The Resource Protection Area, or “RPA,” typically is the 100-foot wide strip of land adjoining water bodies that have perennial flow within the Chesapeake Bay Preservation Area. Land disturbance activities within the RPA are tightly controlled. Permits are required for most activities, although some localities allow very minor land disturbances in the RPA without a permit, provided there is proper advance coordination with local authorities. Examples of such minor land disturbance activities may include:
- Vegetation removal to enhance sight lines and vistas
- Construction of access paths
- Construction of recreational area
Higher intensity activities in the RPA, such as demolition of a home or other structure (presumably one that was built prior to adoption of the Act), construction of one or more new structures following such demolition, the addition of a swimming pool, pool house or driveway, or raising the elevation for protection of existing structures, will trigger the comprehensive permit process. The costs associated with this process typically are in the tens of thousands of dollars because the required submissions oftentimes include a site plan, landscape plan, stormwater management plan, erosion and sediment control plan, water quality impact assessment and a performance bond.
A "show cause" or a “summons” typically is issued when land disturbing activities are initiated in the RPA without a permit. The garden variety enforcement actions brought before the CBPA Boards in Hampton Roads include:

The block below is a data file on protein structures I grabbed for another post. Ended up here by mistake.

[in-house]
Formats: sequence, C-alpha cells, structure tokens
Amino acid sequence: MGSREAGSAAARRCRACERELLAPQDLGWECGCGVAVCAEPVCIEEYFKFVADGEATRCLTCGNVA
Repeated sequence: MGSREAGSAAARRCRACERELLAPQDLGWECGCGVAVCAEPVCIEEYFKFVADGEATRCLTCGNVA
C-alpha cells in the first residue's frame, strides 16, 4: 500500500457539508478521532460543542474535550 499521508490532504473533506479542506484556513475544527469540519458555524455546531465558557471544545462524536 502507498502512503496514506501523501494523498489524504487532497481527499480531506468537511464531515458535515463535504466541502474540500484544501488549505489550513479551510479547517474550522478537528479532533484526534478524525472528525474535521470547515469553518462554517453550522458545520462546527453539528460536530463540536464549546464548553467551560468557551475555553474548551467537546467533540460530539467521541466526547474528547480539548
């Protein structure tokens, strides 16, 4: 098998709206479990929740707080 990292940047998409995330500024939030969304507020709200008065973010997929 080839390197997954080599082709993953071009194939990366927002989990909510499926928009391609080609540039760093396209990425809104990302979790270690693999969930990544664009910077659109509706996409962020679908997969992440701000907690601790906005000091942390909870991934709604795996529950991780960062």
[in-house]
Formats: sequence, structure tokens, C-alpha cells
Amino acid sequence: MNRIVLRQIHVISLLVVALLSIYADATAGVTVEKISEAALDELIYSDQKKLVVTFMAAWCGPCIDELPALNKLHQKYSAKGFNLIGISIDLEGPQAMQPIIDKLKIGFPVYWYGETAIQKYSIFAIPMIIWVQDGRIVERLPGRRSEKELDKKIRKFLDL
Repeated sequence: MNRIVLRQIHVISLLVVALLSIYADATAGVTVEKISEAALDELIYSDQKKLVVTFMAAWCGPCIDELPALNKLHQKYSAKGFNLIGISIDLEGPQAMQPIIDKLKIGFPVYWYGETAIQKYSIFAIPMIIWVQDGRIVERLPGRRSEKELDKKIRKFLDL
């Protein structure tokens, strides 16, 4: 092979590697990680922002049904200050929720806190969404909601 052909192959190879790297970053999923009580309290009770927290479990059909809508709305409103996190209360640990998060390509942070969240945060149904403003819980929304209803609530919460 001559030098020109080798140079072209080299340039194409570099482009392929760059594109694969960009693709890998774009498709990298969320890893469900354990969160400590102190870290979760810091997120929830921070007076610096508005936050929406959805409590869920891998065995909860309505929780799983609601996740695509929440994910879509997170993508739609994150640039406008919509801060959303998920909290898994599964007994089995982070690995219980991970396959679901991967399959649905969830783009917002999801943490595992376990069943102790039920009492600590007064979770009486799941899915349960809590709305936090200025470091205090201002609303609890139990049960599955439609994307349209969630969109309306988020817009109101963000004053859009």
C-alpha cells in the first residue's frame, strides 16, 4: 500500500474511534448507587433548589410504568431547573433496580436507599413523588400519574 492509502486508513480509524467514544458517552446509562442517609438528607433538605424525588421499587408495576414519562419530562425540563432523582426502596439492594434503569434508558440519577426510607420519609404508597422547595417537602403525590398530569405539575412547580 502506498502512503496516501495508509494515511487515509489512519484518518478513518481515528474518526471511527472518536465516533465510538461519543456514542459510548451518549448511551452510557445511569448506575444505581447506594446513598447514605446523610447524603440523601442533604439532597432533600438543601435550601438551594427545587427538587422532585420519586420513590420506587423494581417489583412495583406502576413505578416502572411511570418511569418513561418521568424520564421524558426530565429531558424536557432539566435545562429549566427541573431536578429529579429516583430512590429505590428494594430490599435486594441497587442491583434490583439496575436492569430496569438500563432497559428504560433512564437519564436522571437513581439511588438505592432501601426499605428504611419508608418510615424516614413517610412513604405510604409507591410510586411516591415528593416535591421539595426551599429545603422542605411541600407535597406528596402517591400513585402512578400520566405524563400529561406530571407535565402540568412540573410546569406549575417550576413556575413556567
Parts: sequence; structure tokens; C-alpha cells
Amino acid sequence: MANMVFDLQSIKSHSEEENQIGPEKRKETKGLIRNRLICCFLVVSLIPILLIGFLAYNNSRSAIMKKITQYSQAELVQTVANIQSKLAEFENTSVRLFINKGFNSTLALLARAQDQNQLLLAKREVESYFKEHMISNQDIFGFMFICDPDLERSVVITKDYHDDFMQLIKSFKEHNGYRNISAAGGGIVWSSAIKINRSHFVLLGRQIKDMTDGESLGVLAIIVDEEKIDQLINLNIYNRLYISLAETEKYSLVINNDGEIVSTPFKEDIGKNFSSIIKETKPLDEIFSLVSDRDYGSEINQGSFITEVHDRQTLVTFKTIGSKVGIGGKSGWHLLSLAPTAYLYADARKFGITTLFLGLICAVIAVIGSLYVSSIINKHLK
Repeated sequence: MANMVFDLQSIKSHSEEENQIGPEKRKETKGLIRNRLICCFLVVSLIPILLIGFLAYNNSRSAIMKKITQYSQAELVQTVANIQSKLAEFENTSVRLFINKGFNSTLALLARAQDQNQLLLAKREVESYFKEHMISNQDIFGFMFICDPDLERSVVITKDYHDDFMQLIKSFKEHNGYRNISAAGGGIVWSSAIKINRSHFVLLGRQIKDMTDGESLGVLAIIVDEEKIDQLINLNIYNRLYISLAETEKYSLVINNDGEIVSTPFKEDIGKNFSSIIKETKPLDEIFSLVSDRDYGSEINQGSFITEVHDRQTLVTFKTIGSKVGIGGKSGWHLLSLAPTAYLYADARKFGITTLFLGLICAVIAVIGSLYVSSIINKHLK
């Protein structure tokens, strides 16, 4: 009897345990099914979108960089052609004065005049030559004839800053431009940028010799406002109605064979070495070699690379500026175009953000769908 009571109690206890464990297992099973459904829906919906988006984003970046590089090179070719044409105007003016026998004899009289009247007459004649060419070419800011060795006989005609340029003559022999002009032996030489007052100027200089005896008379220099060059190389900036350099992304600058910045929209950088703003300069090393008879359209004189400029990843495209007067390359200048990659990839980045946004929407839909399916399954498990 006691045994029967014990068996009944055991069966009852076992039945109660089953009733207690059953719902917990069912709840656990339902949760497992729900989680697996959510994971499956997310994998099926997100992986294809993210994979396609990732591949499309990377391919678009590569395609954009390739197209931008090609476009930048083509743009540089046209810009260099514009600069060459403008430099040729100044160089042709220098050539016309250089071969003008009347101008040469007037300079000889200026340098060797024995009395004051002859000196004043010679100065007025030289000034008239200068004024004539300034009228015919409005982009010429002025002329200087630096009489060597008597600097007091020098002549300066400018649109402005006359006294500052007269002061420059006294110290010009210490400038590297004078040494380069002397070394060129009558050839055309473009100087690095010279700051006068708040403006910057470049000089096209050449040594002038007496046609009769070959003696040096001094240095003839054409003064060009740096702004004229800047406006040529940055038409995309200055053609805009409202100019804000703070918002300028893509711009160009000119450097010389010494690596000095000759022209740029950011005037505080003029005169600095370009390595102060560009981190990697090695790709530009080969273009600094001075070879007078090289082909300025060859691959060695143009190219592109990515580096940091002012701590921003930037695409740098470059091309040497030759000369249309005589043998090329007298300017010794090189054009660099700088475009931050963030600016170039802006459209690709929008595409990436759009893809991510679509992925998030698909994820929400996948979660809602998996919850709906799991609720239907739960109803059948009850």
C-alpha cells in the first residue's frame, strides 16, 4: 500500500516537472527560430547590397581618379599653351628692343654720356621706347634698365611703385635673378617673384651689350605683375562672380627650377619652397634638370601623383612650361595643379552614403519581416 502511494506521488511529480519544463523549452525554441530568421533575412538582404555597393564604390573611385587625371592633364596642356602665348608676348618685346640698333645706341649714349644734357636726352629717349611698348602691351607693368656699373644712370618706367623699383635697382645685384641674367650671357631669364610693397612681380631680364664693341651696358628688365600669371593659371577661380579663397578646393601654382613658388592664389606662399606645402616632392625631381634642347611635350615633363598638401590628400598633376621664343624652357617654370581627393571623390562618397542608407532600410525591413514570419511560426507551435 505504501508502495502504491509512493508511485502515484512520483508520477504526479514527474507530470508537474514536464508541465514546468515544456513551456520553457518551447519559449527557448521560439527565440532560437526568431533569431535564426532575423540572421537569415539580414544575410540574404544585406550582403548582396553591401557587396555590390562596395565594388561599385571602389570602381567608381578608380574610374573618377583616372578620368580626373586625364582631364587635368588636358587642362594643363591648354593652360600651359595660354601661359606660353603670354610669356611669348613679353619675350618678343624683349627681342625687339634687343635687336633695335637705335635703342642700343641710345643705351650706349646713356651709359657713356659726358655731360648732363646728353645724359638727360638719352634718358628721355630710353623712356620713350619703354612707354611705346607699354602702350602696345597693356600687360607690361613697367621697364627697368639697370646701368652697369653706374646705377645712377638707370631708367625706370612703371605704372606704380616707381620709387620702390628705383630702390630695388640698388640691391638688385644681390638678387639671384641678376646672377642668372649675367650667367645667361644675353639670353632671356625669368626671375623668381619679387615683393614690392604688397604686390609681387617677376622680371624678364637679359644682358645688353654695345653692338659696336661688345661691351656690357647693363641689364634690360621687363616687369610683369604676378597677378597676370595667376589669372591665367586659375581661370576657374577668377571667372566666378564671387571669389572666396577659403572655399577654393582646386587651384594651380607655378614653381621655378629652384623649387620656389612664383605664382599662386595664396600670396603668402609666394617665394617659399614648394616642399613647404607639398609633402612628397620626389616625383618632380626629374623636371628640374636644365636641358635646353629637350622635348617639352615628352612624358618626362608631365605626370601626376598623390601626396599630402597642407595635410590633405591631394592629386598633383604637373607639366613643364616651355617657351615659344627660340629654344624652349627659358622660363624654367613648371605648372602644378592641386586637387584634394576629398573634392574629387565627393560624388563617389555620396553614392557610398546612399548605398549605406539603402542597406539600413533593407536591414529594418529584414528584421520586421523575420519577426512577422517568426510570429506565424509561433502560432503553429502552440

- Deck built adjacent to bulkhead
- Removal of all vegetation down to the waterline
-Filling marshy area with soil (to expand the back yard)
- Filling low lying area with construction debris (to leve out the back yard)
- Tree removal
- Tree limbing
- Removal of forest litter and understory plants (the removal is impermissible; replacing the leaves and understory plants in the RPA with turf is equally impermissible)
Violations come to the attention of local government authorities most often through citizen complaints but also on occasion as a result of a notification from a state agency or from site or area inspections by local government administrative staff. Wrongdoers may be exposed to a civil penalty of up to $5,000.00 for each day of violation. In some localities, violators may face criminal misdemeanor prosecution. Virginia Beach, for example, allows a fine of $1,000.00 or confinement in jail for 12 months, or both, on conviction, as an alternative to the daily civil penalty (Appendix F, Section 112 of the Virginia Beach City Code).
The RMA is the part of the Chesapeake Bay Preservation Area that is not included in the RPA. A greater range of land disturbing activities are permitted in the RMA, although a permit is normally required, just as permits are for most of the land disturbing activities undertaken in the RPA.
If you need assistance with the use and development of your waterfront property in compliance with applicable environmental requirements, with developing a compliance strategy for a project, or with defense representation because the authorities have commenced an enforcement action against you, please contact Pender & Coward shareholder Jim Lang at (757) 502-7326 or firstname.lastname@example.org.